Back to Open Access

Or, why doesn’t Oxford University Press play nice with Oxford’s Bodleian Library?

I want to expand a bit on open access today, after taking in presentations from several representatives of Oxford University and Oxford University Press. So far we’ve been defining open access as who can read a published e-document. But Oxford University Press has taken it a bit farther, making sure that OUP databases are not only free, but available in every public library in the UK, at considerable cost to themselves.

So it’s fairly disappointing to realize that across the street, the Bodleian Library is hanging onto to an amazing ephemera collection it has yet to digitize. I know the Proquest/John Johnson project is coming along, but it was pretty sad to learn that the Dickens exhibit we came to see had little more than an online announcement to accompany it. I almost feel as though a library as privileged as the Bodleian should have an obligation to digitize their collection for open access.

Well the next day, Rhodri Jackson offered a few counterpoints to my righteous indignation. Even with the growing push for open access, there are still some valid drawbacks and misconceptions worth pointing out.

In England, the new Finch report is calling for all tax-payer funded research to be made publicly available to tax-payers by 2014. But Jackson claims there’s a tax-payer fallacy at work. We pay twice for services all the time. In New York, our taxes fund the subway, but we still need to purchase our MTA cards to ride them. (Now I think the MTA fares are incredibly over-priced, and a regressive tax on the poor and working classes, but that’s another story.)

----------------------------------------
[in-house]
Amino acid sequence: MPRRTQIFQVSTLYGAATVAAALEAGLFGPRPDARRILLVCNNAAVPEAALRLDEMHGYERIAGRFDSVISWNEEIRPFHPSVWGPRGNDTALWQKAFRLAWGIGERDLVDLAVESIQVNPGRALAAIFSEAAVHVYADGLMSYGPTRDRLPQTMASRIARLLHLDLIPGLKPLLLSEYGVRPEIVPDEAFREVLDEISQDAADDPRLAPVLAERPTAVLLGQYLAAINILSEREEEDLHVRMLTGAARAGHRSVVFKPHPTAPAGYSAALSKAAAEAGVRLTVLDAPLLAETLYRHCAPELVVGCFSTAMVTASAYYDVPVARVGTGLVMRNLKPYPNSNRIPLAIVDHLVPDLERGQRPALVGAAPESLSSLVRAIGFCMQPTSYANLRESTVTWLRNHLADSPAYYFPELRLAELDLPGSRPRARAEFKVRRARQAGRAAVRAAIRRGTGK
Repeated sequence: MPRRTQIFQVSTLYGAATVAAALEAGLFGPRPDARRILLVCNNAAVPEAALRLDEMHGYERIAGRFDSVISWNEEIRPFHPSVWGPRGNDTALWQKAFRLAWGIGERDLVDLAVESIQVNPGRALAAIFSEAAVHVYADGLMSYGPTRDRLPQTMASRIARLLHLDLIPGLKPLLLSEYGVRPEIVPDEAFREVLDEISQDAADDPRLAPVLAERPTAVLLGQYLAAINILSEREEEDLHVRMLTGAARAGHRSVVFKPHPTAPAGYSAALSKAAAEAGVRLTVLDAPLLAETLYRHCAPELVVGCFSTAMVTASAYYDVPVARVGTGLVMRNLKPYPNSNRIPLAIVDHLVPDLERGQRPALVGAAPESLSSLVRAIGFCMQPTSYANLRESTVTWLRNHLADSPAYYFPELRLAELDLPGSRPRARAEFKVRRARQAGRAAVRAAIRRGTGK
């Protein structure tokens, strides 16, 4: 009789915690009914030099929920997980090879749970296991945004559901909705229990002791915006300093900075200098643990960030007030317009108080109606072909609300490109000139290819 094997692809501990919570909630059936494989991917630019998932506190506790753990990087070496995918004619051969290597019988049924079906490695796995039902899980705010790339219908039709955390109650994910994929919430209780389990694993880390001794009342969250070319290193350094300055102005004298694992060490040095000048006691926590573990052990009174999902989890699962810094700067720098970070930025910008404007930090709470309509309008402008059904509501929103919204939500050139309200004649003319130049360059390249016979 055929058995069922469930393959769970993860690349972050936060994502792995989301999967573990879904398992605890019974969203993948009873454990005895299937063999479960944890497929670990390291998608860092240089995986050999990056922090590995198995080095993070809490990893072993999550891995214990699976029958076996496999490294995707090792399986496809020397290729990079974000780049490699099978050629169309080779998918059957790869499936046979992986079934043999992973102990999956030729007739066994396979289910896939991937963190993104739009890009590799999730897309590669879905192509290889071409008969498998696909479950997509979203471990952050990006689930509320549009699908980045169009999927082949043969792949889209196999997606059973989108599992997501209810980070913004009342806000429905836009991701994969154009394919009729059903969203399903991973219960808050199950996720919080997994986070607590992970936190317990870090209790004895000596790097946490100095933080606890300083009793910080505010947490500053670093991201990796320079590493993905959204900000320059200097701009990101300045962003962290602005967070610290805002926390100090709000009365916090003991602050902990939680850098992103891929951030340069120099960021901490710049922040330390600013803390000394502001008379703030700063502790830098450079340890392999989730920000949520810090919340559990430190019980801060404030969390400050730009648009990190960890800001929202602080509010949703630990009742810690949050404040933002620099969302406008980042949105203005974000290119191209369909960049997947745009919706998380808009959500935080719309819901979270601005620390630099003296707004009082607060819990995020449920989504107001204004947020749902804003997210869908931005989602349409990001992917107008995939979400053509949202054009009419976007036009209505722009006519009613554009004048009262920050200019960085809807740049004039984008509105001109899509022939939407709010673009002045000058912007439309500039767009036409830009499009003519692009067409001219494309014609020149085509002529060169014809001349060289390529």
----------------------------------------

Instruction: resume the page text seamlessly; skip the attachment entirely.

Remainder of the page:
Right or wrong, there’s still a cost associated with making content available and somebody’s got to pay for it. In the green model, for example, academics must deposit their articles in a repository. Who maintains that repository and makes sure it’s open to the public? Libraries with their tax-payer funded, ever-shrinking budgets?

The SOAP report also offered two reason not to publish in open access, both of which should matter to academics– funding and journal equality. With the gold model, we run the risk of preventing academics who aren’t at well-funded institutions from publishing their work. And with the pay-to-publish model, it would be all to easy for rich researchers to publish vanity articles.

Now these drawbacks to open access publishing of academic articles don’t directly relate to the difficulties that academic institutions seem to have when it comes to digitizing their primary source materials. But they are related in one way. Both cost money, and it’s not clear who should be footing the bill– authors, publishers, readers, or some combination of the three.

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